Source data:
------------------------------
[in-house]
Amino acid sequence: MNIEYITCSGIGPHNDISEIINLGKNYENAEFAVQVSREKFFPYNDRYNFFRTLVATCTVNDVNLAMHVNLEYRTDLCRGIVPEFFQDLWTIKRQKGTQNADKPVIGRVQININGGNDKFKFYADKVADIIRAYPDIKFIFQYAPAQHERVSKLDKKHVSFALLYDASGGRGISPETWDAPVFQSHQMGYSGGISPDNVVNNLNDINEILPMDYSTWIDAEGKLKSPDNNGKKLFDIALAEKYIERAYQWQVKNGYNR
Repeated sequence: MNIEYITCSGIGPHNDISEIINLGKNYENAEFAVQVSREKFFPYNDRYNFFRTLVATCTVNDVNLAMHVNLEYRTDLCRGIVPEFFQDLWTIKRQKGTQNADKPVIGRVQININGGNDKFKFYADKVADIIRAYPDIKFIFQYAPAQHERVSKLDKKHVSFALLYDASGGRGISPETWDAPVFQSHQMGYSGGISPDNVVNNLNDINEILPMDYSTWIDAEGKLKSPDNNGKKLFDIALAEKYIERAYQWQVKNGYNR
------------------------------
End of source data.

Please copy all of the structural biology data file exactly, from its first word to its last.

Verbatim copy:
[in-house]
Amino acid sequence: MNIEYITCSGIGPHNDISEIINLGKNYENAEFAVQVSREKFFPYNDRYNFFRTLVATCTVNDVNLAMHVNLEYRTDLCRGIVPEFFQDLWTIKRQKGTQNADKPVIGRVQININGGNDKFKFYADKVADIIRAYPDIKFIFQYAPAQHERVSKLDKKHVSFALLYDASGGRGISPETWDAPVFQSHQMGYSGGISPDNVVNNLNDINEILPMDYSTWIDAEGKLKSPDNNGKKLFDIALAEKYIERAYQWQVKNGYNR
Repeated sequence: MNIEYITCSGIGPHNDISEIINLGKNYENAEFAVQVSREKFFPYNDRYNFFRTLVATCTVNDVNLAMHVNLEYRTDLCRGIVPEFFQDLWTIKRQKGTQNADKPVIGRVQININGGNDKFKFYADKVADIIRAYPDIKFIFQYAPAQHERVSKLDKKHVSFALLYDASGGRGISPETWDAPVFQSHQMGYSGGISPDNVVNNLNDINEILPMDYSTWIDAEGKLKSPDNNGKKLFDIALAEKYIERAYQWQVKNGYNR